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2022-RA-733-ESGO Duration of HPV persistence and its relationship with recurrent cervical dysplasia
  1. Giuseppe Capalbo1,
  2. Violante DI Donato2,
  3. Francesco Sopracordevole3,
  4. Andrea Ciavattini4,
  5. Benito Chiofalo5,
  6. Enrico Vizza6,
  7. Paolo Vercellini7,
  8. Fabio Ghezzi8,
  9. Giovanni Scambia9,
  10. Francesco Raspagliesi10,
  11. Innocenza Palaia11,
  12. Pierluigi Benedetti Panici11,
  13. Ludovico Muzii11 and
  14. Giorgio Bogani11
  1. 1Department of Gynecological, Obstetrical and Urological Sciences, ‘Sapienza’ University of Rome, Rome, Italy
  2. 2Department of Gynecological, Obstetrical and Urological Sciences., ‘Sapienza’ University of Rome, Rome, Italy
  3. 3Gynecological Oncology Unit, Centro di Riferimento Oncologico – National Cancer Institute, Aviano, Italy
  4. 4Woman’s Health Sciences Department, Gynecologic Section, Polytechnic University of Marche, Ancona, Italy
  5. 5Gynecologic Oncology Unit, Department of Experimental Clinical Oncology, IRCCS ‘Regina Elena’ National Cancer Institute, Rome, Italy
  6. 6Gynecologic Oncology Unit, Department of Experimental Clinical Oncology, IRCCS ‘Regina Elena’ National Cancer Institute., Rome, Italy
  7. 7Gynaecology Unit, Fondazione IRCCS Ca’ Granda Ospedale Maggiore Policlinico., Milan, Italy
  8. 8Department of Obstetrics and Gynecology, ‘Filippo Del Ponte’ Hospital, University of Insubria; Ospedale di circolo Fondazione Macchi, Varese, Italy, Varese, Italy
  9. 9UOC Ginecologia Oncologica, Dipartimento per la salute della Donna e del Bambino e della Salute Pubb, Fondazione Policlinico Universitario A. Gemelli, IRCCS, Roma, Italy, Rome, Italy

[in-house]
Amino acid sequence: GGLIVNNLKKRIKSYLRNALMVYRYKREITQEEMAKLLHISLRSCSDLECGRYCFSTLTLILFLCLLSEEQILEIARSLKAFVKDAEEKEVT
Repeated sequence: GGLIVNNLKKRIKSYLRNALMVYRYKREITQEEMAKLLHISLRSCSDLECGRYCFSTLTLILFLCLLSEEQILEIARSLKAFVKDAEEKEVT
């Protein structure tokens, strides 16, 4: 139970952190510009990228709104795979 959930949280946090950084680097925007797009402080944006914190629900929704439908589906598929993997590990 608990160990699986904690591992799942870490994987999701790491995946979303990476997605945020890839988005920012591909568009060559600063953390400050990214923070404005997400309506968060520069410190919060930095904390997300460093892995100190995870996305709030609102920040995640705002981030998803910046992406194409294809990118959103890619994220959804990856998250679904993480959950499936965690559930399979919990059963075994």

10. 10Gynecological Oncology Unit, Fondazione IRCCS Istituto Nazionale dei Tumori di Milano, Milan, Italy
  11. 11Department of Gynecological, Obstetrical and Urological Sciences, ‘Sapienza’ University of Rome, Rome, Italy


Introduction/Background HPV persistence after conization represent one of the most important risk factors for disease recurrence. However, no data regarding the impact of duration of HPV persistence are still available. Here, we aim to evaluate the how duration of HPV persistence influence the risk of developing recurrent high-grade cervical dysplasia (CIN2+).

Methodology Data of patients with persistent HPV infection (at least at 6 months) after primary conization were extracted from a multi-institutional Italian database, retrospectively. Kaplan-Meier and Cox proportional hazards models were used to evaluate associations between duration of HPV persistence with the 5-year risk of developing recurrent CIN2+.

Results Overall, 545 patients met the inclusion criteria. Positive margins were detected in 160 (29.3%) patients. Overall, 247 (45.3%) and 123 (22.6%) patients had a documented infection from HPV16/18, and other HR-HPV types. 187 (34.3%), 73 (13.4%), and 40 (7.3%) were diagnosed with persistent HPV infection at 12-, 18-, and 24-month, respectively. Patients with HPV persistence at 6-month experienced a risk of recurrence of 7.46%. Twelve-month HPV persistence strongly correlates with the risk of developing the recurrent disease (risk of recurrence: 13.1%). While, having HPV persistence >12 months did not correlate with an increased risk of recurrence (HR: 1.34 (95%CI: 0.78, 2.32); p=0.336, log-rank test).

Conclusion HPV persistence is one of the most important factor predicting the risk of CIN2+ recurrence. The risk of CIN2+ recurrence increased by the increase of HPV persistence up to one year. The persistence of HPV after the first year does not appear as a risk factor

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